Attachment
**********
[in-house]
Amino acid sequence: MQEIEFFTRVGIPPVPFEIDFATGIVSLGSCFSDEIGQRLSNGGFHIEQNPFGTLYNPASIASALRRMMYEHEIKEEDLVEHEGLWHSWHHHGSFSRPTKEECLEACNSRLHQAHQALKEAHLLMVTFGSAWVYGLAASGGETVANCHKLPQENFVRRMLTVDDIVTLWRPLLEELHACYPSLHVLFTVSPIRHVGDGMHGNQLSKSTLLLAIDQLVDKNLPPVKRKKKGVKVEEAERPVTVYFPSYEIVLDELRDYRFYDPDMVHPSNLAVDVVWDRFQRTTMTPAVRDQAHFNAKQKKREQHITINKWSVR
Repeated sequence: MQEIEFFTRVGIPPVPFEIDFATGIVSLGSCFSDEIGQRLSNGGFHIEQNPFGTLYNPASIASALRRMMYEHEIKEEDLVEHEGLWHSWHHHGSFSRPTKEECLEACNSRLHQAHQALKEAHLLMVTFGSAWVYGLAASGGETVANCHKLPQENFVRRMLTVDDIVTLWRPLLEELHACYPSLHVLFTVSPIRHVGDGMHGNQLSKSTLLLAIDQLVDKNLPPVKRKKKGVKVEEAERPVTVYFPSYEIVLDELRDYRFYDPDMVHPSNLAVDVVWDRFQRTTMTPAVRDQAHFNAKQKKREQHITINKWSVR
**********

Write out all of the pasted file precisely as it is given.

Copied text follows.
[in-house]
Amino acid sequence: MQEIEFFTRVGIPPVPFEIDFATGIVSLGSCFSDEIGQRLSNGGFHIEQNPFGTLYNPASIASALRRMMYEHEIKEEDLVEHEGLWHSWHHHGSFSRPTKEECLEACNSRLHQAHQALKEAHLLMVTFGSAWVYGLAASGGETVANCHKLPQENFVRRMLTVDDIVTLWRPLLEELHACYPSLHVLFTVSPIRHVGDGMHGNQLSKSTLLLAIDQLVDKNLPPVKRKKKGVKVEEAERPVTVYFPSYEIVLDELRDYRFYDPDMVHPSNLAVDVVWDRFQRTTMTPAVRDQAHFNAKQKKREQHITINKWSVR
Repeated sequence: MQEIEFFTRVGIPPVPFEIDFATGIVSLGSCFSDEIGQRLSNGGFHIEQNPFGTLYNPASIASALRRMMYEHEIKEEDLVEHEGLWHSWHHHGSFSRPTKEECLEACNSRLHQAHQALKEAHLLMVTFGSAWVYGLAASGGETVANCHKLPQENFVRRMLTVDDIVTLWRPLLEELHACYPSLHVLFTVSPIRHVGDGMHGNQLSKSTLLLAIDQLVDKNLPPVKRKKKGVKVEEAERPVTVYFPSYEIVLDELRDYRFYDPDMVHPSNLAVDVVWDRFQRTTMTPAVRDQAHFNAKQKKREQHITINKWSVR